How S Corps and LLCs Pay Taxes

Which business type is right for you?

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Many small businesses are structured as limited liability companies (LLCs) or S corporations. If you are just starting into business and looking at business types, you may find the difference between an LLC and an S corporation confusing. The two business types are similar, but they do have some essential differences. We will look at the structure of the two business types, how the businesses report tax liability, and how the owners of these businesses pay taxes.

Key Takeaways

  • LLC and S corporation business structures differ, in that owners of single-member LLCs are like sole proprietors and S-corp owners are shareholders.
  • Single-member LLC owners include their business income and losses on their personal tax returns, whereas S corps file via Form 1120-S.
  • Single-member LLCs pay self-employment taxes on their income, whereas S-corp income isn't subject to self-employment tax.
  • Both LLC's and S corps may be eligible for the qualified business income deduction.

LLC and S-Corp Structures for Tax Purposes

LLC's (classified for tax purposes as a sole proprietorship or a partnership) and S corporations are considered pass-through business entities. This means the taxes of the business are reported on the business tax return but are passed through to the individual owners. The owners receive a tax form that's included with the owner's tax return.


A limited liability company registers with a state but the LLC isn't recognized by the IRS as a tax entity. LLC owners are called "members." The IRS treats LLCs either as corporations, partnerships, or as part of the LLC owner's tax return (a "disregarded entity"). How an LLC pays federal income tax depends on how many owners it has:

  • An LLC with one owner (called a single-member LLC) is considered a separate (disregarded) entity, and it pays taxes in the same way as a sole proprietor.
  • An LLC with multiple members is considered by default to be taxed as a partnership.

S Corporation

An S corporation (sometimes called a "Subchapter S corporation") is a special kind of corporation. Instead of the corporation paying federal income taxes, these taxes are passed through to the personal tax returns of the owners (shareholders).

Starting an LLC vs. Starting an S Corporation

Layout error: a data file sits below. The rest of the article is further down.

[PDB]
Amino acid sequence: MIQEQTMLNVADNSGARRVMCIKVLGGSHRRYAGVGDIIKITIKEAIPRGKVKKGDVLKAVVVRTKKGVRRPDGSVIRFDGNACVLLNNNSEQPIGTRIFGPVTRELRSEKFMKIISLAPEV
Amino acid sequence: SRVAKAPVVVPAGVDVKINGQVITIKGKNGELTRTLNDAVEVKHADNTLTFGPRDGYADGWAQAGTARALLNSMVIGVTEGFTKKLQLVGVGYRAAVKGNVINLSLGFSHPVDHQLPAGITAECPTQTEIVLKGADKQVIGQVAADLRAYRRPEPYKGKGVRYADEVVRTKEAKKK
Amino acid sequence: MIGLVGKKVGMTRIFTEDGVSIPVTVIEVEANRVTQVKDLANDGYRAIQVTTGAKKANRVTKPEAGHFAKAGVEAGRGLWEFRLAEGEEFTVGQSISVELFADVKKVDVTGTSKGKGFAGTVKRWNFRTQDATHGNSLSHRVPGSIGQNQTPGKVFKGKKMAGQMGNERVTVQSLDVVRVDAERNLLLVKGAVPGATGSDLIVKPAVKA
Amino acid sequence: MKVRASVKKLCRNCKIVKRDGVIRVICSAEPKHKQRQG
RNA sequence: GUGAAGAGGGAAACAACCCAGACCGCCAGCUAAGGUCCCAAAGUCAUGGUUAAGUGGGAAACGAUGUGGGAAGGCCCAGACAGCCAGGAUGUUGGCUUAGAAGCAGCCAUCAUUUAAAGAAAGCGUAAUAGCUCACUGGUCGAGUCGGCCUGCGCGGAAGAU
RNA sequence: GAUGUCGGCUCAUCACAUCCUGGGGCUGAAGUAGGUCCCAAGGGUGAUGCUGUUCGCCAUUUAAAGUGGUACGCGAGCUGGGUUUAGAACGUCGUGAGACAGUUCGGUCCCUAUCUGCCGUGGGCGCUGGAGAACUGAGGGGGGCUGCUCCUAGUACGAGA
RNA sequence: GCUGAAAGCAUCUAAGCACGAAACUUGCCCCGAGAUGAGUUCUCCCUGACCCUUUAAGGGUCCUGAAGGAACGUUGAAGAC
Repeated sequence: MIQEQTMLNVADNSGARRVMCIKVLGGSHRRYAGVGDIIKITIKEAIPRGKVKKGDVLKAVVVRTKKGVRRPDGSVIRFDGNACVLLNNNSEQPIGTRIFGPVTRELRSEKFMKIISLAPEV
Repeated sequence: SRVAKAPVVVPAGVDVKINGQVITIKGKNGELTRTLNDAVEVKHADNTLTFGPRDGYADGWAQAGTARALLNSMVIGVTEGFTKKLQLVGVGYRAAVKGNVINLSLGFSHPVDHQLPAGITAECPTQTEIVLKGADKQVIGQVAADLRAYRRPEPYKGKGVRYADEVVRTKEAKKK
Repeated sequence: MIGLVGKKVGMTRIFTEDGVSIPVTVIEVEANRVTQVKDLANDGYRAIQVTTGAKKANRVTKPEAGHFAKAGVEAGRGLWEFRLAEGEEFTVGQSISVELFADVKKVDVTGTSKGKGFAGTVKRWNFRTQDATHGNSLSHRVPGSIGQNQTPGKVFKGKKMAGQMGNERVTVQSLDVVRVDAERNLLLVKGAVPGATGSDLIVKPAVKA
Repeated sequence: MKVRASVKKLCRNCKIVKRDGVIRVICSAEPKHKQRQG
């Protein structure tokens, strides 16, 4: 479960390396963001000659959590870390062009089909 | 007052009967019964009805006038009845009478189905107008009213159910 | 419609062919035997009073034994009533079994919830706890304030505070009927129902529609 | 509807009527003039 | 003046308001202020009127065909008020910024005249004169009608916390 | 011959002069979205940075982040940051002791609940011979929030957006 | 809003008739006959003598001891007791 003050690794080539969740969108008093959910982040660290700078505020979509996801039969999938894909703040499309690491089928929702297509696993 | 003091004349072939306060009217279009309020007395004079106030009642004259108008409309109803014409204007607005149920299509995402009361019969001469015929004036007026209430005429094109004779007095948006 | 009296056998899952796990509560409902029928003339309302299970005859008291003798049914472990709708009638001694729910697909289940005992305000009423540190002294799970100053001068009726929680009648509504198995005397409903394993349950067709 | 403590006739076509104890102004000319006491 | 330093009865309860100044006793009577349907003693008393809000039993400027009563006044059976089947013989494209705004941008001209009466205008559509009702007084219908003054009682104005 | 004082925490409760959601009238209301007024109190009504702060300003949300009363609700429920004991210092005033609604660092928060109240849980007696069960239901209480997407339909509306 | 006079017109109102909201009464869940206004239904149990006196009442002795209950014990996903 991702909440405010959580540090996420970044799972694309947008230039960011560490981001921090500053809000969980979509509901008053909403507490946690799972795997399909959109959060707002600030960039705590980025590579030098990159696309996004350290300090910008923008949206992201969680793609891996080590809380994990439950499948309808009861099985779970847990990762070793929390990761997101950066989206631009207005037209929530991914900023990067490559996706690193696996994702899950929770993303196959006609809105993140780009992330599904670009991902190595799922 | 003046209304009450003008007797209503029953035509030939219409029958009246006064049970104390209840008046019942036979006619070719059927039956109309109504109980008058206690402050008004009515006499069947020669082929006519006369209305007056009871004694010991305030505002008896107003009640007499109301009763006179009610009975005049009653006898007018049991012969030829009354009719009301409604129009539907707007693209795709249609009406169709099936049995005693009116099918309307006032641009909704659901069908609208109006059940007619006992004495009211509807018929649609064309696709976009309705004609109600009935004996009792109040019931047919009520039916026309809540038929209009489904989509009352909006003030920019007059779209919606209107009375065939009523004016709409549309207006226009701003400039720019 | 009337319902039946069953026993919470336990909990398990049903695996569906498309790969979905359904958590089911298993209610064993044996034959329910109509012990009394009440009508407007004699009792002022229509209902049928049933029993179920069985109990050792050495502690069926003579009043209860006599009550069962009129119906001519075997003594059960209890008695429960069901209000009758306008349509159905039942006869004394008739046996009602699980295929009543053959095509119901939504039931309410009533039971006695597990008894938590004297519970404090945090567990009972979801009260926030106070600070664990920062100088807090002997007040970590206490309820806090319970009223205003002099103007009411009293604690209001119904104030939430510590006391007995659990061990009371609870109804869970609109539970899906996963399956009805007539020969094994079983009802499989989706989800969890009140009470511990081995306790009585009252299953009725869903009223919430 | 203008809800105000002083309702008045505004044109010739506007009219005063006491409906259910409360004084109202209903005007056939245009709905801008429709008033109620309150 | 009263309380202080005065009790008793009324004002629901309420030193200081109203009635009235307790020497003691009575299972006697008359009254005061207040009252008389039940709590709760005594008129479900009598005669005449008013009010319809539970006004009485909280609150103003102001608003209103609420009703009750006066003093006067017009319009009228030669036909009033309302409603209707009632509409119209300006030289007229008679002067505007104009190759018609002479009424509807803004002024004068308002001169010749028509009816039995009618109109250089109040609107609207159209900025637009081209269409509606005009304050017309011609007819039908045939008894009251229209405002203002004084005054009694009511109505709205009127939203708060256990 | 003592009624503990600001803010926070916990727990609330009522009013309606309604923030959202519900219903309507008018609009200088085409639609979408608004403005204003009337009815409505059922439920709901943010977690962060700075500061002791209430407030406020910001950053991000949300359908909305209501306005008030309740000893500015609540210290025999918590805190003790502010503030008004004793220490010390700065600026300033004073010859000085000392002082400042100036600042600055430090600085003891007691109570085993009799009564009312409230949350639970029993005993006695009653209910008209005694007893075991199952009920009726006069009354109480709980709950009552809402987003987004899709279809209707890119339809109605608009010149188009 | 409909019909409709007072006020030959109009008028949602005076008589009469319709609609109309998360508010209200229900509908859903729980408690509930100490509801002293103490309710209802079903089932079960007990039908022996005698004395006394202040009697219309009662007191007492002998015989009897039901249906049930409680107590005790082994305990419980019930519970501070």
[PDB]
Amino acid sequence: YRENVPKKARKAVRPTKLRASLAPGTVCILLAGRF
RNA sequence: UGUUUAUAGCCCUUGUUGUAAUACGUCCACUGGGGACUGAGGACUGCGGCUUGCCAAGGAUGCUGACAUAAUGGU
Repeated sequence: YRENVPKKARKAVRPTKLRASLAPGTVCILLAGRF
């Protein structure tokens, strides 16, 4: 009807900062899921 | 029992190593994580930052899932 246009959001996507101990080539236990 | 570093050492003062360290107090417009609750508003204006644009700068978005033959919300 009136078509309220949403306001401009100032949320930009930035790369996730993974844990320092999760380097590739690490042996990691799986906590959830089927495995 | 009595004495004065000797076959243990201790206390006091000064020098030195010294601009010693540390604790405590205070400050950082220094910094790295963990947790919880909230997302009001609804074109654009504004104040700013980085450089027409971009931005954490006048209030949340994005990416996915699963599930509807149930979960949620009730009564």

An LLC is formed when it registers with a state by filing articles of incorporation with the state in which the owner or owners want to do business.

An S corporation becomes one when the business elect S corporation status by filing Form 2553 with the IRS.

An LLC may elect to be taxed as a corporation or as an S corporation. To do this, the business must file an election on Form 8832 by a specific date. Check with your tax professional to discuss the pros and cons of this election.

Reporting Federal Income Taxes

Single-member LLC members pay income taxes on the net income of their business, through their personal tax return.

Multiple-member LLCs report total partnership taxes on IRS Form 1065. This form is an information return. Generally, the partnership doesn't pay tax on its income; the income is passed through to the individual partner (LLC member) tax returns.

S corporations report federal income taxes on IRS Form 1120-S. Shareholders pay their taxes based on their share of the S corporation's taxable income.

Information from the Schedule K-1 for each multiple-member LLC member and S corporation shareholder is included in Schedule E of the owner's tax return.

Self-Employment Taxes

Owners of single-member LLCs are considered to be self-employed, and they must pay self-employment tax (Social Security and Medicare tax) on their share of the profits of the business.

S-corporation shareholder income isn't self-employment income and it isn't subject to self-employment tax.


Total income for LLC members in a partnership may include different kinds of income (dividends, for example) that are not considered self-employment income. Schedule K-1 for these owners has a separate category for self-employment earnings (loss).

Qualified Business Income Deduction

LLC members and S corporation shareholders may be eligible for a qualified business income deduction. This deduction allows a deduction of up to 20% of their qualified business income, in addition to standard business deductions.

Limitations on Business Losses

Business owners who don't materially participate in their businesses may not be able to claim all losses on their tax returns. Owners of LLCs and S corporations are both subject to passive-loss limitation rules.

Frequently Asked Questions (FAQs)

Which is better: S corp or LLC?

It depends on what you want out of your business. Single-member LLC's have relatively simple tax situations similar to those of a sole proprietorship, which gives them an advantage over S corps. LLCs are allowed unlimited members and can have non-U.S. citizens, whereas S corps are limited to 100 owners and cannot have non-U.S. citizens as shareholders.

Why would someone use an LLC instead of an S corporation?

There are several reasons. First, you are a single-member business and want liability protection without the hassle of corporation paperwork, an LLC is a good fit. Second, setting up an LLC is an easier process than setting up a corporation.

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  2. IRS. "S Corporations."

  3. IRS. "Limited Liability Company (LLC)."

  4. IRS. "Single Member Limited Liability Companies."

  5. TurboTax. "Can I Convert My LLC to an S-Corp When Filing My Tax Return?"

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  8. Schedule E. "Supplemental Income and Loss," Page 2.

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  14. Wolters Kluwer. "Compare S Corporation vs. LLC—Differences and Benefits."

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